One Man’s Mix of Cuban Music: Roberto Zurbano

I asked Roberto Zurbano for the impossible: a short course on Cuban music. Say, a flight across the 60 years since Chano Pozo met Dizzy Gillespie… in something less than 60 minutes.

Teacher, critic, sometime radio deejay and music historian — Roberto Zurbano graciously insisted that Cuba — fabulously fertile in genres, rhythms, virtuoso (and village) performers — is one musical jurisdiction in the world where Desert Island Discs and the pruning it requires might be illegal.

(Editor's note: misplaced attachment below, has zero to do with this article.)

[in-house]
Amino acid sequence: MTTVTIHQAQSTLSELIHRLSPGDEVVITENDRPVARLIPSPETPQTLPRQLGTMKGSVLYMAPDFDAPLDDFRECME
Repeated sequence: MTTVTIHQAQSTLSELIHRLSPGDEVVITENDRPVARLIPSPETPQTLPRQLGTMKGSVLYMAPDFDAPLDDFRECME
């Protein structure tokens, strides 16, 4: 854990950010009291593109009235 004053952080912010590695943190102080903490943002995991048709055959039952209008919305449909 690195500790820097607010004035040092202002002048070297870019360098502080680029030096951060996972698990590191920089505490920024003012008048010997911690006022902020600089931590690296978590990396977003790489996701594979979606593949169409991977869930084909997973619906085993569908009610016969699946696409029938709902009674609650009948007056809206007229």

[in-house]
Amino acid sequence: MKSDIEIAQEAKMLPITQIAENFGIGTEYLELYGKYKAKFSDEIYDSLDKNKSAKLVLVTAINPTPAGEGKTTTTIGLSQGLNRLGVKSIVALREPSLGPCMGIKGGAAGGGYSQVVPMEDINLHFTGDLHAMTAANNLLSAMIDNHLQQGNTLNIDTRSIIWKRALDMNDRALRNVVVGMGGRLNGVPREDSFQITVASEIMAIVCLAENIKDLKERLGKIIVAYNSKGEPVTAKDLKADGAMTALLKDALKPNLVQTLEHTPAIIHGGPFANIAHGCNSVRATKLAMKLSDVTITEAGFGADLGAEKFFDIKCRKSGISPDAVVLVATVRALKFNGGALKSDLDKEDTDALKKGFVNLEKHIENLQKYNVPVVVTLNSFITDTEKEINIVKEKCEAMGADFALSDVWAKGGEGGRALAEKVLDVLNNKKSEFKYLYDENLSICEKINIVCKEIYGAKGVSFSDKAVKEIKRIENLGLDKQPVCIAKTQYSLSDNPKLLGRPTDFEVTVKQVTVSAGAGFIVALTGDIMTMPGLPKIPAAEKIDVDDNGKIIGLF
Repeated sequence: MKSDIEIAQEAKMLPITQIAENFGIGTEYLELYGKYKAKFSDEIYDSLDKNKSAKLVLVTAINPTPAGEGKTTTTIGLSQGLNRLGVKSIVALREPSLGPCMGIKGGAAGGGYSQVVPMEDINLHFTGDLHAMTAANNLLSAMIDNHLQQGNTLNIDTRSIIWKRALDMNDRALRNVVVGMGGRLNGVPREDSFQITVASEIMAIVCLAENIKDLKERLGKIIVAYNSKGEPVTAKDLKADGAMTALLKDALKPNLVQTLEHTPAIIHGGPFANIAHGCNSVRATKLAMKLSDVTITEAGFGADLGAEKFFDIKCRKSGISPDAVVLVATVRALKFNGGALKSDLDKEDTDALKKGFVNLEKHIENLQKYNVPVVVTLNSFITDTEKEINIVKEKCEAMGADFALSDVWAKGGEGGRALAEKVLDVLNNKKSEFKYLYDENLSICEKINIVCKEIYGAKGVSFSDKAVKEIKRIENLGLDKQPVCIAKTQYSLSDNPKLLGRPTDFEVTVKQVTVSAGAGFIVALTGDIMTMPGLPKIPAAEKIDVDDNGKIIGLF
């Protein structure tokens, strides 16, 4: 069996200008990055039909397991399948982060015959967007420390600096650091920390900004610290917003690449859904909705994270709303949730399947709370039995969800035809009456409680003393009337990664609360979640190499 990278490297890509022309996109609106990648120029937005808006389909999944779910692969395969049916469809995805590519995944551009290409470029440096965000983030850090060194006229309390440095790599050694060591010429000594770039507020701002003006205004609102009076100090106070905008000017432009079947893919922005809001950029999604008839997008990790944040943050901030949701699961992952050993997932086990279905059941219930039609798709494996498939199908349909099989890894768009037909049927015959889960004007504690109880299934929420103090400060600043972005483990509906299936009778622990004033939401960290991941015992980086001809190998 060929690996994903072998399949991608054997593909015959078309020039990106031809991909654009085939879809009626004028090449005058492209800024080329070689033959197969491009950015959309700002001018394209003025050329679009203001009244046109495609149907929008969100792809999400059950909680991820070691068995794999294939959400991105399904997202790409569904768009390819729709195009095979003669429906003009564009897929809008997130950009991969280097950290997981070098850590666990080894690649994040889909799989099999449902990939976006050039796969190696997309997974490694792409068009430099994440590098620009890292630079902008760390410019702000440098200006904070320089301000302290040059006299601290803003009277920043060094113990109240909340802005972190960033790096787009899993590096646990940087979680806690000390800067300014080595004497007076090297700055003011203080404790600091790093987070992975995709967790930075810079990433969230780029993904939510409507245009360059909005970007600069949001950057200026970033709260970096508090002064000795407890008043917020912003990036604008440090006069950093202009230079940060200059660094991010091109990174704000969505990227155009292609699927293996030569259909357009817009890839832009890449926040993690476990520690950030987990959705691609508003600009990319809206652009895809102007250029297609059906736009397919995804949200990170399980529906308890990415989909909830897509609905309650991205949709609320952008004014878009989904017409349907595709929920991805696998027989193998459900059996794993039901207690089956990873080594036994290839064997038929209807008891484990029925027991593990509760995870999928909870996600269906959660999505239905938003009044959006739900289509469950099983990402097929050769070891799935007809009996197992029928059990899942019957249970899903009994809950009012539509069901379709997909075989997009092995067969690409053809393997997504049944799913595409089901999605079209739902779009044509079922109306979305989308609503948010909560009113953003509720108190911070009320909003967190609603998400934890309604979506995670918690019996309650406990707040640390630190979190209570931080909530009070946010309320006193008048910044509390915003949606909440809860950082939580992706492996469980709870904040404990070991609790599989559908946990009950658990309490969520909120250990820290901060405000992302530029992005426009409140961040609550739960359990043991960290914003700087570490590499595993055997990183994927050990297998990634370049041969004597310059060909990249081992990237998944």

And still he gave it a shot. In a single conversation here at the Casa de Las Americas in Havana, we are trying to justify Zurbano’s premise that, as he says,”the most important thing about Cuban music is the indirect way musicians are always talking about what’s going on in Cuba,” and also to account for the waves that Cuban music has never stopped making in the US, Europe, Africa and Japan. The trick was to get from Chano Pozo to the Cuban rappers today on a thread that touched the revered jazz singer Benny Moré; worldwide classic songs like El Manisero or “The Peanut Vendor;” the Mambo Kings and the cha-cha-cha; the Bolero and the post-Revolutionary New Trova singers like Silvio Rodriguez and Pablo Milanes; the modern bands of Chucho Valdes and Irakere, which married Cuban sounds to jazz, and Juan Formell‘s Los Van Van, which adapted a Beatles sound to Cuban tradition… Also to make some mention of Cuban rock music and a hit rap group like Ogguere; the proliferation of choir music in Cuba today; younger stars like Goza Pepillo emerging from the Interactivo band; the social criticism of feminist rappers; the jazz innovations in rumba sounds by Maraca, for example; and the adaptation of conga drumming to symphonic music by Grupo Sur Caribe. Listen here, and then shout if you want a playlist. Thank you, Roberto Zurbano!

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